There has been a high court ruling on the new religious studies (RS) GCSE curriculum.
There is no problem with the RS GCSE subject content. Today’s judgment related to the introduction to the RS GCSE subject content. It concluded that a particular paragraph suggested that a school could rely entirely on the content of an RS GCSE syllabus to discharge its obligations with respect to teaching the basic curriculum subject of RE at key stage 4. The judge found that whilst that might be the case, it might not always be the case - and so it was wrong. The department will act to correct any misunderstanding.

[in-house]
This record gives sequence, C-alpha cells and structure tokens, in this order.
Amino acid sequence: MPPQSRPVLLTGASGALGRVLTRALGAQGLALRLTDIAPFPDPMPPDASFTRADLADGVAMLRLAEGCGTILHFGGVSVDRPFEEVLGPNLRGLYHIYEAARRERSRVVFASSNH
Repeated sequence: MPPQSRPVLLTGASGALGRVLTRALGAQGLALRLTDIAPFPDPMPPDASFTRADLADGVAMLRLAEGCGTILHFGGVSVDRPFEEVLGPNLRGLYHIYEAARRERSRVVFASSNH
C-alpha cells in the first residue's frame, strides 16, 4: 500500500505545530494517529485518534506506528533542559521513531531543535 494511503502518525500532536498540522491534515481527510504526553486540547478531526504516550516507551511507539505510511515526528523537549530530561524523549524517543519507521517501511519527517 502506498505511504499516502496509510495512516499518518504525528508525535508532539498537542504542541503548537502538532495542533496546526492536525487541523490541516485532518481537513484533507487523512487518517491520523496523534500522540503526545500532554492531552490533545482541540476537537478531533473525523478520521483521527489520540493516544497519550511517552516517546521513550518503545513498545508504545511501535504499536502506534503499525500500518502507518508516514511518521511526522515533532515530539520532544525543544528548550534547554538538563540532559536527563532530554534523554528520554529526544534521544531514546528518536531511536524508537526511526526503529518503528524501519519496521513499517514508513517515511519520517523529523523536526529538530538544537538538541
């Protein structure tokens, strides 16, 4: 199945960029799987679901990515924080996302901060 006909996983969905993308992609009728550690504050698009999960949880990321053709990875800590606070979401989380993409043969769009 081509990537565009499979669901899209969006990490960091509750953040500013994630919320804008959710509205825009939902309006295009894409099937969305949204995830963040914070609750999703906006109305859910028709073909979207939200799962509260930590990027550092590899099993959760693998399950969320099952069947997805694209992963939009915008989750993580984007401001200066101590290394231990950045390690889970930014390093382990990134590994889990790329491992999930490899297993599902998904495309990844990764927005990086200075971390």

Despite the claims in the BHA’s press notice, the judge explicitly said that there was nothing unlawful in the RS GCSE subject content itself. The judge made clear that there was “no challenge” to the content of the GCSE. He also made clear that it would be lawful to give priority to the study of Christianity in the curriculum if we wanted to do that.
The judge made clear that there was no requirement in either domestic or human rights law to give “equal air time” to all shades of belief (directly contradictory to what BHA have said in its press release).
This judgment does not require the department to amend the content or structure of the reformed RS GCSE.
Nothing in this judgement affects our previously issued guidance on RE for faith schools.